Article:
While enrolled in school in Northampton, Massachusetts, Quinn’s hometown, Opiyo impressed teachers with his math skills. But the boy didn’t speak English. Quinn became frustrated with the rate at which Opiyo was learning English; she withdrew young Opiyo from school.

Shriner’s hospital also determined that the boy wasn’t yet emotionally prepared to start the series of operations that he’ll need for as long as he continues to grow—he still suffers from too much stress.

Quinn doesn’t have Madonna’s or Angelina’s money. African and Caribbean students at Smith College held a fund raiser to help take care of Opiyo – the Northampton community also opened its arms, donating $10,000.

When Quinn realized she couldn’t take care of Opiyo, last month she decided she would take him back to Uganda. While at John F. Kennedy International Airport on March 20, something occurred between Quinn and Opiyo.
With security measures extremely heightened, even sneezing at a US airport is now risky.

Within a short time, young Opiyo was surrounded by National Guard troops and New York City Police. He was taken into custody in a straight jacket to a New York hospital where he was injected numerous times and sedated; a Ugandan who saw him said he kept crying in Acholi that he was being killed. Opiyo was later transferred to Brookdale hospital in Brooklyn, and has been there since.

Opiyo is not mentally ill – he is traumatized – so Brookdale can’t keep him much longer even though he has become calm and relatively stabilized after therapy sessions there. Now Opiyo is set to be released on Friday, May 11. Unfortunately, since Quinn has “guardianship,� she will be coming to collect Opiyo from Brookdale.

Enter the Uganda embassy. How did Quinn manage to bring Opiyo into this country in the first place? The Black Star News has learned that the Uganda embassy in Washington, D.C., was told that Quinn worked for a humanitarian relief organization and on that basis helped facilitate Opiyo’s journey.

Let’s give Uganda embassy the benefit of the doubt. Perhaps embassy staff was indeed duped. That was then. What about now? Opiyo’s story has been publicized in US media and in this newspaper. The embassy can intervene and challenge Quinn’s “guardianship� if indeed officials were duped.

Quinn cannot take care of Opiyo—she even told this to hospital staff. She does not have the financial resources or training to care for such a traumatized boy. There are also cultural issues; she complained that Opiyo doesn't get along with her dog.

If Uganda embassy intervenes, maybe a suitable guardian, with connection to the Ugandan Acholi community in the New York region, can arrange for Opiyo Ivance’s care: Quinn has already made arrangement with Shriner for surgery and can work with the new guardian.

Why hasn’t ambassador Perezi K. Kamunanwire responded to phone calls, e-mail message and a fax from The Black Star News? Why hasn’t he responded to a call placed by an elected New York City official? Is he an Ambassador for all Ugandans or only for some Ugandans? Ambassador Kamunanwire can’t you hear young Opiyo’s cry? Opiyo’s life must be worth something.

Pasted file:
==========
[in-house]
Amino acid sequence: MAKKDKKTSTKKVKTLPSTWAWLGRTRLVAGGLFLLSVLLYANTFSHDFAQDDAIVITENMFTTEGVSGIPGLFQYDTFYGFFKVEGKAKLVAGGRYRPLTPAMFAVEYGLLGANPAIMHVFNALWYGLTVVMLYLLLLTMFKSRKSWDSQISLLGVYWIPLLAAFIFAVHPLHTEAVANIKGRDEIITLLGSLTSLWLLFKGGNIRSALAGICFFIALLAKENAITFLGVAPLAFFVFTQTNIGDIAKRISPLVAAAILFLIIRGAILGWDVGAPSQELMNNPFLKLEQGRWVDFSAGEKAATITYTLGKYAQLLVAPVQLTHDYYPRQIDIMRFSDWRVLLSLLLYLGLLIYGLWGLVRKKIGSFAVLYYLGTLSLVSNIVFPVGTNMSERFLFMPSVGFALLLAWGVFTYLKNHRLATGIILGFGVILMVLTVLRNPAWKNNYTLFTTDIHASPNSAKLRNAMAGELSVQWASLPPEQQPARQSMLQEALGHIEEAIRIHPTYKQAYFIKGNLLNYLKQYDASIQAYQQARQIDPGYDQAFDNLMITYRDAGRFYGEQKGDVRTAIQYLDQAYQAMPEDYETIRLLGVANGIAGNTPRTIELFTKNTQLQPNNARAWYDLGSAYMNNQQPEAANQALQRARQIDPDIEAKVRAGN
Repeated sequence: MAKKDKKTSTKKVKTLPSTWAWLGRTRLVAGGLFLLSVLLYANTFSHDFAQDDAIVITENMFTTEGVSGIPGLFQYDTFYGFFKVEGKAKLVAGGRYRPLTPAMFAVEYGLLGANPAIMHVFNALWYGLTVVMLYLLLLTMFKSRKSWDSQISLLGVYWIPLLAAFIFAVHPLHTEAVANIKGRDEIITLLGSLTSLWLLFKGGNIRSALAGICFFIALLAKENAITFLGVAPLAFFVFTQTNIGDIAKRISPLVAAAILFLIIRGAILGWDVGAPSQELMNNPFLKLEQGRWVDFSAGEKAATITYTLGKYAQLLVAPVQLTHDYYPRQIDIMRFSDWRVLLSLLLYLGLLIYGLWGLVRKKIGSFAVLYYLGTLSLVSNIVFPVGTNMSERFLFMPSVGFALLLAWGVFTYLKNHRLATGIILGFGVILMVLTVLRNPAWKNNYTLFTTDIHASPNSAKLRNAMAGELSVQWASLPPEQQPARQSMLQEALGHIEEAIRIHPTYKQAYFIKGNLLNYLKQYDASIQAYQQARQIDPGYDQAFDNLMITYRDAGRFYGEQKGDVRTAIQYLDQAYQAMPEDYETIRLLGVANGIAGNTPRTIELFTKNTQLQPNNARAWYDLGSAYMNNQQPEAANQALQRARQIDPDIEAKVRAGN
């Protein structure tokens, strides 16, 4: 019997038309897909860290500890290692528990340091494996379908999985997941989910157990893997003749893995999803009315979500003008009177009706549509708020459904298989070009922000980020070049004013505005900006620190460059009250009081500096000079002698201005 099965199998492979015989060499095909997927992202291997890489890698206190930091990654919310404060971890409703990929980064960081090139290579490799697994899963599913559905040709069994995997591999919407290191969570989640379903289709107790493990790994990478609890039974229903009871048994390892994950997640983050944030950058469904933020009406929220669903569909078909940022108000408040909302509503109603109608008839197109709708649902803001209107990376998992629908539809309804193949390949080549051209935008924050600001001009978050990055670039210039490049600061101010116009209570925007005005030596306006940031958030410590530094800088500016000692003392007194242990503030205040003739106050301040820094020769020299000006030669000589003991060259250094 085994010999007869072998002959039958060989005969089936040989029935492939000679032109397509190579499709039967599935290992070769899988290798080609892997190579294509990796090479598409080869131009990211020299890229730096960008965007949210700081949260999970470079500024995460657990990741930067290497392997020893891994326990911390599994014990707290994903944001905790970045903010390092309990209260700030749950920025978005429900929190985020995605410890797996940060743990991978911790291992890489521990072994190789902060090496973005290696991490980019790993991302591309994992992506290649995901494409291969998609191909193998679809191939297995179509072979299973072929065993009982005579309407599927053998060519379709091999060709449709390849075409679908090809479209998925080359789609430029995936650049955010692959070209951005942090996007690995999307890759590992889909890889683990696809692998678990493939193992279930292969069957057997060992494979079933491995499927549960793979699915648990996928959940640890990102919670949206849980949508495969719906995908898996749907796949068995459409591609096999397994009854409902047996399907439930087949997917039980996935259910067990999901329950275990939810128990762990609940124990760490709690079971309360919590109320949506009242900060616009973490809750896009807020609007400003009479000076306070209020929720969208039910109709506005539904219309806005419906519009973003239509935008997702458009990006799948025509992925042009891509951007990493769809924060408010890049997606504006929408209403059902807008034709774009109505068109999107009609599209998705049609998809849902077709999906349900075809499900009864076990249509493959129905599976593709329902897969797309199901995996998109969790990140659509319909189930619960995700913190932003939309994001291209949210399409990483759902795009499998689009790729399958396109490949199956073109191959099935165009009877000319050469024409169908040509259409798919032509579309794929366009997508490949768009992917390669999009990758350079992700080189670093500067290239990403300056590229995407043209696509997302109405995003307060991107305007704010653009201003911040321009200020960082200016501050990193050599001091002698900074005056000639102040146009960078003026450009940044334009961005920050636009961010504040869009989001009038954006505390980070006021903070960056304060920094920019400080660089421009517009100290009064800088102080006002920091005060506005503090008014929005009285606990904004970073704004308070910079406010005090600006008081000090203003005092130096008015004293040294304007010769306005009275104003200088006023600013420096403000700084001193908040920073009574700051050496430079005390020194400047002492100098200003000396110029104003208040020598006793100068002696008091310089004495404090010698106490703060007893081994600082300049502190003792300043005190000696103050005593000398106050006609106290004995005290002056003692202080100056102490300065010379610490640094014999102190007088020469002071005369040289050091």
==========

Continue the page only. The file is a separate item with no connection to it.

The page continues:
Publisher’s Note: Readers can call ambassador Perezi K. Kamunanwire at the Ugandan embassy at (202) 726 4758. His e-mail address is: pkamunanwire@ugandaembassyus.org

Readers can call David P. Rosen, CEO of Brookdale hospital at (718) 240-5212 and tell him that his hospital would be negligent in releasing Opiyo to Quinn who has stated, including in an article in the Daily Hampshire Gazette that she can’t take care of Opiyo. Rosen’s e-mail address is atwalcot@brookdale.edu



Below is a letter from a Black Star News reader to Ambassador Perezi K. Kamunanwire,


Dear Ambassador Perezi K. Kamunanwire:


My name is Dawn Speaks and I am a Brooklyn resident.

I have recently been made aware of the Opiyo Ivance situation and as an educator of children I am vested in seeing that they all receive the best treatment, education and assistance that the world has to offer.

As adults we have the power and the duty in some respects to change the lives of children. Here is such a case when that power must be wielded. You have been charged with a duty to protect and aid those that cannot help themselves. Though I am but one voice I believe that what I have to say is significant.

You hold a young child's life in your hands and can be instrumental in making change that could better Opiyo's life. I ask you to consider and recognize that this child's life is worth something. If you as the Ambassador to Uganda would intervene, then maybe a suitable guardian, with connection to the Ugandan Acholi community in the New York region, can arrange for Opiyo Ivance's care. In the end it is really only about this child's life and what all of us can do to make it better. 
 

Sincerely,
 
Dawn M. Speaks
Concerned Citizen